. Last Updated: 07/27/2016

Nevzorov's TV Future Shrouded in Doubt

Alexander Nevzorov, the bad-boy journalist, television personality and parliamentarian, may be minus one outlet for his special brand of grim nationalist reportage: Izvestia daily newspaper has reported that Nevzorov's "Dni" (Days), arguably one of the most controversial programs on ORT, has been pulled off the air.

ORT spokeswoman Svetlana Svetitskaya declined to confirm the fact and said Nevzorov is on a two-month vacation at his own request. Nevzorov's lawyer, Yelena Nechepurenko said "Dni" would be back on the air Aug. 24.

In its Saturday edition, Izvestia linked the move to the sacking of Alexander Korzhakov, President Boris Yeltsin's powerful bodyguard. Korzhakov, the paper said, was Nevzorov's main protector, and his departure left the controversial journalist vulnerable. Nechepurenko, however, denied the connection.

Rumors about Nevzorov's dismissal coincided with the finding by the President's Judicial Chamber for Information Disputes that Nevzorov was guilty of incitement of ethnic hatred, which is a criminal charge in Russia. The charges were filed by Alavdin Gardaloyev, deputy presidential representative of the Chechen Republic, based on material shown on "Dni" on May 11 and June 1, 1996.

The programs included reports showing Russian paratroopers brandishing the sun-cured ears of Chechen fighters, and mentioned crucifixions of federal soldiers performed by Chechen fighters.

The reports provoked a negative reaction from all sides. A representative of the Russian Defense Ministry said that Nevzorov in his program presented Russian soldiers as "savages and monsters."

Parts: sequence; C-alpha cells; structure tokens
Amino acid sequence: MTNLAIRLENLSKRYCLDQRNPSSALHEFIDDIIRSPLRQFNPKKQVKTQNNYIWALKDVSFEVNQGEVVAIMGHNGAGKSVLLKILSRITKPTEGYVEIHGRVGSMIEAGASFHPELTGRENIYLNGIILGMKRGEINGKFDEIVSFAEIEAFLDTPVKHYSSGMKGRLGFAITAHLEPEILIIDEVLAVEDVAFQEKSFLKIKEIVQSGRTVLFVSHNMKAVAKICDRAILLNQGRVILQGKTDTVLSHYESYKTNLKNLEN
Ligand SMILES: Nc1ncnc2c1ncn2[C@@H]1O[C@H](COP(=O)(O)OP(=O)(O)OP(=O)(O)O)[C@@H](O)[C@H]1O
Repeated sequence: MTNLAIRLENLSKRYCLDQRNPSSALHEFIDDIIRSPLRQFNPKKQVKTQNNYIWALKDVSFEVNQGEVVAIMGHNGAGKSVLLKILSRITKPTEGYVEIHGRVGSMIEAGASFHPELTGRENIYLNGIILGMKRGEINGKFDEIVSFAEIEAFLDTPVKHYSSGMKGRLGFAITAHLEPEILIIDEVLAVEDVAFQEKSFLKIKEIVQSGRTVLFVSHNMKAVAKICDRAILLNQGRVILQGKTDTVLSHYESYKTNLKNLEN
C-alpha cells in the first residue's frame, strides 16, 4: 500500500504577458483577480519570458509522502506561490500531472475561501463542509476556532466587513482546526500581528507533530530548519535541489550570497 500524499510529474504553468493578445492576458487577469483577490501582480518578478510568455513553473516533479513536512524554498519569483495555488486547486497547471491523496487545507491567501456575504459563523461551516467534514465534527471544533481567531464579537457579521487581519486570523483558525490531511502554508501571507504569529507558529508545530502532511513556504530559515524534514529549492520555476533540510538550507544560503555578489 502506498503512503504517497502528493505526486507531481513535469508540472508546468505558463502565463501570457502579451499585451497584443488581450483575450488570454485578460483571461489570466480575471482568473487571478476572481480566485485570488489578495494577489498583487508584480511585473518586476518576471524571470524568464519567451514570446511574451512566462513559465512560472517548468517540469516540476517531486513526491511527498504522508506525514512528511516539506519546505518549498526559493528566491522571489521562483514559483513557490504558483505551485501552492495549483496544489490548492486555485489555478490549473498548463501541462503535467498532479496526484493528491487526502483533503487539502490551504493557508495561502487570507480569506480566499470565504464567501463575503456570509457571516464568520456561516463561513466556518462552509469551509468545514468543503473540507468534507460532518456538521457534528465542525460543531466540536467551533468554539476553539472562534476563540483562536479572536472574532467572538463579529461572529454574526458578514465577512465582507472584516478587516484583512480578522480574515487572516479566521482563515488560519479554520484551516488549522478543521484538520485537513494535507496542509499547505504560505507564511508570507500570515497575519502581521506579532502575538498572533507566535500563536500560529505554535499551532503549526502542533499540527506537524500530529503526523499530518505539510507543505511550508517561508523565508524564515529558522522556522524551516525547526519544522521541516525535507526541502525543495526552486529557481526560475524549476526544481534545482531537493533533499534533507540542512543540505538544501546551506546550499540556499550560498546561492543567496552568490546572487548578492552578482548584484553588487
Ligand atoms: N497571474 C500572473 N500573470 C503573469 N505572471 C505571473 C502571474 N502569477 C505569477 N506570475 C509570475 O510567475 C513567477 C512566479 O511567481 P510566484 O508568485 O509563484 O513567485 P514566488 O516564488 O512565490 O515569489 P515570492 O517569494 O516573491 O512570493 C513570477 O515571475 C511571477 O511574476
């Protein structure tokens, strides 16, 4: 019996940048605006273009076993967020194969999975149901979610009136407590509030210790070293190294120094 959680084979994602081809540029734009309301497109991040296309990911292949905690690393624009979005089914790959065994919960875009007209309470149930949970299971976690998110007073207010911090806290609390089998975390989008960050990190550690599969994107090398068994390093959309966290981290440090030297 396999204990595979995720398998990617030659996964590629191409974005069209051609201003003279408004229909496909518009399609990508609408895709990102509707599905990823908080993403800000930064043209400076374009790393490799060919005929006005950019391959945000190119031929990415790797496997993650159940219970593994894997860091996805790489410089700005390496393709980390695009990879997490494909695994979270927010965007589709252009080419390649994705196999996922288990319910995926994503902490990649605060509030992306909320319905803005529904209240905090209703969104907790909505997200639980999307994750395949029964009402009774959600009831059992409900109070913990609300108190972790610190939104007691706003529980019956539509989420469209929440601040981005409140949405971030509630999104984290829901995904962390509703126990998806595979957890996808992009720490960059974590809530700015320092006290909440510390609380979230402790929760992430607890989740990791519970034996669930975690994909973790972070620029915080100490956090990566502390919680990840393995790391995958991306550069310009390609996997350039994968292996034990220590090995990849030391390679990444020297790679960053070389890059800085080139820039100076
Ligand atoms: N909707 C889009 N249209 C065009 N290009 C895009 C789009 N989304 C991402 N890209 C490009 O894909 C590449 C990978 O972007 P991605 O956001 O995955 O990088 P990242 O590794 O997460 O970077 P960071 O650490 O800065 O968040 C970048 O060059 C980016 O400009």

The decision by the Judicial Chamber itself, however, does not carry any penalty other than a verbal rebuke. But all the documents connected to the case have been sent to the Prosecutor General's Office to determine whether there are grounds to start a criminal investigation against Nevzorov and ORT.

Both sides say they welcome the chance to establish the truth.

Alexander Tamirov, spokesman for the Chechen representative office in Moscow, was pleased with the outcome of the first stage of the battle. "Now," he said, "we will have to prove our case bit by bit, by presenting the evidence refuting the claims of Nevzorov's programs."

Nechepurenko, Nevzorov's lawyer, said that a proper investigation "will confirm that we are right."

But the investigation may run into difficulties. According to Nechepurenko, Nevzorov uses very high-ranking sources to obtain information for his programs, and could not compromise them. "One cannot put such people on the spot without at least asking for their permission," she said.